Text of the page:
Oral Health and Genetics

One of the most pressing issues today is a lack of necessary information about genetically related diseases and prevention methods. A crucial factor in identifying the etiology of the disease and thus promoting its control is the early identification of genetic disease in risk groups. Furthermore, this information will help develop management techniques that will help prevent disease progression. The study on genetic knowledge has been significantly improved thanks to current advanced technologies, greatly improving the affected population’s living standards. As a result, it is important to instill awareness by training the current generation at the required level to allow successful disease prevention. More so, the use of epidemiology approaches in enhancing the generation of hypothesis used in discovering the etiology of these diseases has also played an important role in the management of the genetic diseases. Currently, over and above the epidemiological approaches used, it is possible to find the location of a particular genetic disease in the specific part of the body to ease in the prevention of progression in the body.

Keywords: mutations, dental disorders, oral health, genetics.

Genetics and Oral Health

Genetics is a branch of Science which involves the study of genetic variations of the living organisms’ genes and hereditary effects. It is mainly concerned with the means as well as the effects of transmitting and generating of the biological inheritance components. The genetic constitutions of a particular person govern the growth, migration, and differentiation of the cells in the teeth of the oral mucosa as well as other structures in the cranial facial outlook. These signals are responsible for maintaining the aging process and the integrity of the dividing cells. Therefore, a problem to the genetic constitution, such as mutations, may lead to genetic diseases which result from the individual genome abnormality (Kumar, Hirekalmath & Sunil, 2016).

Mutation can be described as a permanent change in the DNA sequence leading to observable effects. Sometimes mutations result from external factors, including environmental such as smoking and chemicals. Although mutations can be advantageous at times leading to evolutionary benefits on a particular genotype, most of their effects are usually negative. This may be deleterious hence causing the resulting disease or structural abnormalities among other effects (Stanley, Feingold & Cooper, 2014). Various kinds of mutations exist; some of them include translocation, point mutation, silent mutation, insertion as well as deletion among others.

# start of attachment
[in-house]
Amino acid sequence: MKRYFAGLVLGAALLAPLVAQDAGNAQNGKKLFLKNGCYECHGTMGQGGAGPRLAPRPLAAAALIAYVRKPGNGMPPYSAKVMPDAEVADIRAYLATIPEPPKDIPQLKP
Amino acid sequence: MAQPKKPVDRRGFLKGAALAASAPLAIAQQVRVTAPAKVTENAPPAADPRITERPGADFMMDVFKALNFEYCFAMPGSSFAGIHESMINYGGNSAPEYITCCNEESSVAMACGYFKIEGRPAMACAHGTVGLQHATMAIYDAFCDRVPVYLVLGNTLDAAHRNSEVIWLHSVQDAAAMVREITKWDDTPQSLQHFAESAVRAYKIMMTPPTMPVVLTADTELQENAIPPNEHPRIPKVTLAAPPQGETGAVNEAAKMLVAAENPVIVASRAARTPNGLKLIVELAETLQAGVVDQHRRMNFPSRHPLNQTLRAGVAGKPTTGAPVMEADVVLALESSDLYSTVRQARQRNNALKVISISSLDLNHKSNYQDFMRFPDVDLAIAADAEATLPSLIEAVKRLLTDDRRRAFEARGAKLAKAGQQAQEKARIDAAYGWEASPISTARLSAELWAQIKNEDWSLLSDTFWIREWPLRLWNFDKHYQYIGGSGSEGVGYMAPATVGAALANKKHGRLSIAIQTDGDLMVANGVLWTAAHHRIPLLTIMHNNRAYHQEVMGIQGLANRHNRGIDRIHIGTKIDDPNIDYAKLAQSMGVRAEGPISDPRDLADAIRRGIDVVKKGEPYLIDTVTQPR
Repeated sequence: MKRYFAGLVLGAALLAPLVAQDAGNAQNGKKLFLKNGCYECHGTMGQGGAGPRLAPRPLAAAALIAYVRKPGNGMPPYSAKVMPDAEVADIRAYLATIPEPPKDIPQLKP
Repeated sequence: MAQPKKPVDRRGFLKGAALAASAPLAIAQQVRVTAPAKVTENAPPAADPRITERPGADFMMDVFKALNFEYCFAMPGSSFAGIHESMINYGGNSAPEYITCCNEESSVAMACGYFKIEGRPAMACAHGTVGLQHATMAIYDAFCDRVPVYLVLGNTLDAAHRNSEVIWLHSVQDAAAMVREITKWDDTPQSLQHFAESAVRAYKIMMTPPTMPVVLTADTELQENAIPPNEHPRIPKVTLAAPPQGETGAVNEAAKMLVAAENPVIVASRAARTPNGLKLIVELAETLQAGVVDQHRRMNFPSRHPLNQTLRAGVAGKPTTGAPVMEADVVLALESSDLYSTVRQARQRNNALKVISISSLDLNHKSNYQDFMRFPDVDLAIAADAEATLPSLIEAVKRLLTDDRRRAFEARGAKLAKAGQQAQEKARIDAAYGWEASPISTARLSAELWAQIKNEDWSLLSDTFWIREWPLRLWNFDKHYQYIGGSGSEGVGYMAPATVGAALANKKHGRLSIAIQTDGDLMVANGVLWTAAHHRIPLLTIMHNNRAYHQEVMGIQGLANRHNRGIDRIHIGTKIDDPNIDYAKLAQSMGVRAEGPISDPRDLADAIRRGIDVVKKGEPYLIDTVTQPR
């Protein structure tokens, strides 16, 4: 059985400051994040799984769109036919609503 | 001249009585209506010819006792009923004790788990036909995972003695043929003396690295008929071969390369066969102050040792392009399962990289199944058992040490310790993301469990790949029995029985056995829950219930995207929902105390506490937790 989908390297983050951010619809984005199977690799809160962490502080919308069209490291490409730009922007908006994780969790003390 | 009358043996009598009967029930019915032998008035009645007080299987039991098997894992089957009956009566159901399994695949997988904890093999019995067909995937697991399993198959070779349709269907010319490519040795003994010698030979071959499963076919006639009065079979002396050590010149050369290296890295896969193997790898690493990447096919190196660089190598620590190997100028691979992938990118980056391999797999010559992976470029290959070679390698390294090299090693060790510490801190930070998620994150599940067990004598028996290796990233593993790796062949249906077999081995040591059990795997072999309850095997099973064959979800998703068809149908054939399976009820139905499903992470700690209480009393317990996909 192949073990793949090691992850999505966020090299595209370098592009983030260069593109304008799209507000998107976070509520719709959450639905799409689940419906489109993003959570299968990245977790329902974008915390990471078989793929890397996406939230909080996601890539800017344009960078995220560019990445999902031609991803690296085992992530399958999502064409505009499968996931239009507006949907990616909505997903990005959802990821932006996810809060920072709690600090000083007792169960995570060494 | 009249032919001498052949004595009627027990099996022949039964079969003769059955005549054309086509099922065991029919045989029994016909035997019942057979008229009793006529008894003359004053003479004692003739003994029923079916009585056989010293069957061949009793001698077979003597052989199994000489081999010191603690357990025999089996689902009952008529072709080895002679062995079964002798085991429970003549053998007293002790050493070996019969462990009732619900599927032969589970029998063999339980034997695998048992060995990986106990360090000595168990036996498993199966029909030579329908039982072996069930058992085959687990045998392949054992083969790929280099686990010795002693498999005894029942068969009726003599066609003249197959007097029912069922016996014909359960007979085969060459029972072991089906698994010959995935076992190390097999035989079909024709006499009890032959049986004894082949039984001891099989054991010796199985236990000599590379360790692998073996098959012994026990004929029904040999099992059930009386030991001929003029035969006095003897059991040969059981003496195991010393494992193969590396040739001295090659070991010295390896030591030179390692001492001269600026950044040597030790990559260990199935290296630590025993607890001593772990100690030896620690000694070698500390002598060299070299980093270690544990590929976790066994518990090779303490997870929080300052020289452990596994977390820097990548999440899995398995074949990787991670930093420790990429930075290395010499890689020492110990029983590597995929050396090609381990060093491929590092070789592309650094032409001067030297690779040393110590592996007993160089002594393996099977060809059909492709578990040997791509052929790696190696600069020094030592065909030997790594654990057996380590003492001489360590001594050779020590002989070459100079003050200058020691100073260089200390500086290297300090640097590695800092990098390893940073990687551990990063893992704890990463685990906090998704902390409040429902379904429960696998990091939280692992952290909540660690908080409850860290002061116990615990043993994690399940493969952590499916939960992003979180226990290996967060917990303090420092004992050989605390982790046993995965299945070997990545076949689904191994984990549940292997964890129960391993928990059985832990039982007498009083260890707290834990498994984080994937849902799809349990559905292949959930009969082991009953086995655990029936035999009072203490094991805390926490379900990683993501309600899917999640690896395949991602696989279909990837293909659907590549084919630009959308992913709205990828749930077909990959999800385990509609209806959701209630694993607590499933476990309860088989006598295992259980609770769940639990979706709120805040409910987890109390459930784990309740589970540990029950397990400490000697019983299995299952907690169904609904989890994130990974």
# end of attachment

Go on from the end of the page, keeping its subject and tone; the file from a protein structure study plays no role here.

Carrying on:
Basic Genetic Principles

There are 23 pairs of chromosomes in each of the human body cells. Within each of the pairs, one chromosome is inherited from each of the parents. These chromosomes contain thousands of the DNA sequences some of which are recessive and others are dominantly expressed. The expression of the gene is dependent on several factors, including time, type of cell containing the genes, and the environment of residing of the person as well. It is necessary for the expression of the genes to be controlled in order to achieve the proper growth, development, and the functioning of a particular organ in the body (Corby, 2009).

Genetic Testing

Currently, various tests are in the use to monitor the genetic diseases resulting from mutations in the genes or abnormalities which may occur to the chromosomes. In the case where the gene is already known, it will be sequenced and then compared with a known and normal sequence of the genes. When the chromosome is abnormal, the karyotype is usually analyzed using the basic fluorescent markers in order to determine if the complementarity exists in the chromosomes and if there are some significant changes such as deletion within the chromosome sequence. The more complex diseases are monitored using the marketed tests within the markets which measure the risk which the disease has on the affected individual. It is necessary to always have the complex genetic diseases monitored in order to manage and reduce their progression. This will allow the normal body functioning all of which will stimulate the immune system to be in a good condition to fight the impending diseases. Hence, the person should be vigilant and get the tests as soon as possible (Corby, 2009).

Clinical Decision Making in Dentistry Using Genetic Information

Genetics and Dental Caries

The studies carried out on the diet and incidences of dental caries diseases on the affected person showed a pattern which was varying independently of the controlled conditions in a given environment. In the case of dental caries, about 35-55% of its phenotypic variations are attributed to the genetic makeup of a person. Some other factors which contribute to the acquisition of the disease include the fluorine content of water, dental enamel density, contents within the salivary gland secretions, the nutrition of a person, and their general hygiene as well. The incidences of dental caries are increased by the inherited disorders of the immune system, the flow of the salivary secretions, and the tooth development. Some of the potential clinical utilities which can be used involve genetic tests for dental caries susceptibility has the capability of identifying the risk groups of patients. Moreover, the development of genetic tests may lead to a targeted therapy which can specifically address the risks an individual may face (Stanley, Feingold & Cooper, 2014).